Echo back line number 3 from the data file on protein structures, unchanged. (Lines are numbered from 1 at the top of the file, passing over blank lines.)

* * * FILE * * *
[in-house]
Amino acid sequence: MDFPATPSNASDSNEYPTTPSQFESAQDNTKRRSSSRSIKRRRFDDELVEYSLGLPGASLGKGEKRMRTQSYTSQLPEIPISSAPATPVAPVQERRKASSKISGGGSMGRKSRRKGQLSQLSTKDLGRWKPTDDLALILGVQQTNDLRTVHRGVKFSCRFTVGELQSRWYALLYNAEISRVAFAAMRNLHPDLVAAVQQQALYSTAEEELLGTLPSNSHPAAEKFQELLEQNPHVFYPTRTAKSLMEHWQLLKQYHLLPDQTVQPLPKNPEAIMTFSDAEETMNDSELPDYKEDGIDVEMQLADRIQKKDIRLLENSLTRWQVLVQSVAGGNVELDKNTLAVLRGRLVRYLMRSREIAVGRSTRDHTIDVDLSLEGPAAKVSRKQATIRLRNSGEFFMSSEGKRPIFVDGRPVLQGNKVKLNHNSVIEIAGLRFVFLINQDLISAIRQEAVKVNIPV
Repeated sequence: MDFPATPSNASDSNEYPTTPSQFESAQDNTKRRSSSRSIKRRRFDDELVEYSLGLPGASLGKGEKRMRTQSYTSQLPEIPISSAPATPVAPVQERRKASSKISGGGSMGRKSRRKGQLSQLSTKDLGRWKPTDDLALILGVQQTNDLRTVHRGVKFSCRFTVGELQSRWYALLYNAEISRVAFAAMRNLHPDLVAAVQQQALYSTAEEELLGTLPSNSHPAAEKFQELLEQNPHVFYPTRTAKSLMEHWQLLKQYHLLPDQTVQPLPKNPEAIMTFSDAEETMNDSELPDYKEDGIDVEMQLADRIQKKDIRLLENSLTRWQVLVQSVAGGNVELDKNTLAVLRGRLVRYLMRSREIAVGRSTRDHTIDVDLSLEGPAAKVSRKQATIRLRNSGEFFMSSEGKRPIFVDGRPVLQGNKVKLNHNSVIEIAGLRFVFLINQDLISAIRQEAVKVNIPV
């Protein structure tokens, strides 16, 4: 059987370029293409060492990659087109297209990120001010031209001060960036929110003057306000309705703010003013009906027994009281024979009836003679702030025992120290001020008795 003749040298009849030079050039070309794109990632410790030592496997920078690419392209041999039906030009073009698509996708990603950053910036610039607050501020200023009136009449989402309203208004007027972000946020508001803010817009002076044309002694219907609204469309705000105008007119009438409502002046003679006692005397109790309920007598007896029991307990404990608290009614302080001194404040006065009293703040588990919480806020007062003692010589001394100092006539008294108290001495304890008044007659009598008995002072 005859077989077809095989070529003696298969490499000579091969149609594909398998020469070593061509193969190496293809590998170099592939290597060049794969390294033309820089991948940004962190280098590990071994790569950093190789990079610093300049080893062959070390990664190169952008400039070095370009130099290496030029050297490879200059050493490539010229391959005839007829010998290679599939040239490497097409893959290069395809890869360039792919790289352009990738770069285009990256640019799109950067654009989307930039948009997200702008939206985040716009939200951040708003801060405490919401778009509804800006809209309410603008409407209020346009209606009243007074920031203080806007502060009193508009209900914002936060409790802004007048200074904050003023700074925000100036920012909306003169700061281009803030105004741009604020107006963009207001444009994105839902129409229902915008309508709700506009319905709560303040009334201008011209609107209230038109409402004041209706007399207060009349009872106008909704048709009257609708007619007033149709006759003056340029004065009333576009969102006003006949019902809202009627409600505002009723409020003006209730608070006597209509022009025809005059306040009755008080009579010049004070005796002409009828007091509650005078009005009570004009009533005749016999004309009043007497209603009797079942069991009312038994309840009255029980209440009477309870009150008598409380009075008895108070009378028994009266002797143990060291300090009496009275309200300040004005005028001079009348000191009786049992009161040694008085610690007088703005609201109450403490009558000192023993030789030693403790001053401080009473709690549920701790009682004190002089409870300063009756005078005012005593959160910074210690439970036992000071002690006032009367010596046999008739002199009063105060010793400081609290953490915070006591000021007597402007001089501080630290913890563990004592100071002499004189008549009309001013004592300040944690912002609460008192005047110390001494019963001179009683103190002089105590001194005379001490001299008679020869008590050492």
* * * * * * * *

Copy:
Repeated sequence: MDFPATPSNASDSNEYPTTPSQFESAQDNTKRRSSSRSIKRRRFDDELVEYSLGLPGASLGKGEKRMRTQSYTSQLPEIPISSAPATPVAPVQERRKASSKISGGGSMGRKSRRKGQLSQLSTKDLGRWKPTDDLALILGVQQTNDLRTVHRGVKFSCRFTVGELQSRWYALLYNAEISRVAFAAMRNLHPDLVAAVQQQALYSTAEEELLGTLPSNSHPAAEKFQELLEQNPHVFYPTRTAKSLMEHWQLLKQYHLLPDQTVQPLPKNPEAIMTFSDAEETMNDSELPDYKEDGIDVEMQLADRIQKKDIRLLENSLTRWQVLVQSVAGGNVELDKNTLAVLRGRLVRYLMRSREIAVGRSTRDHTIDVDLSLEGPAAKVSRKQATIRLRNSGEFFMSSEGKRPIFVDGRPVLQGNKVKLNHNSVIEIAGLRFVFLINQDLISAIRQEAVKVNIPV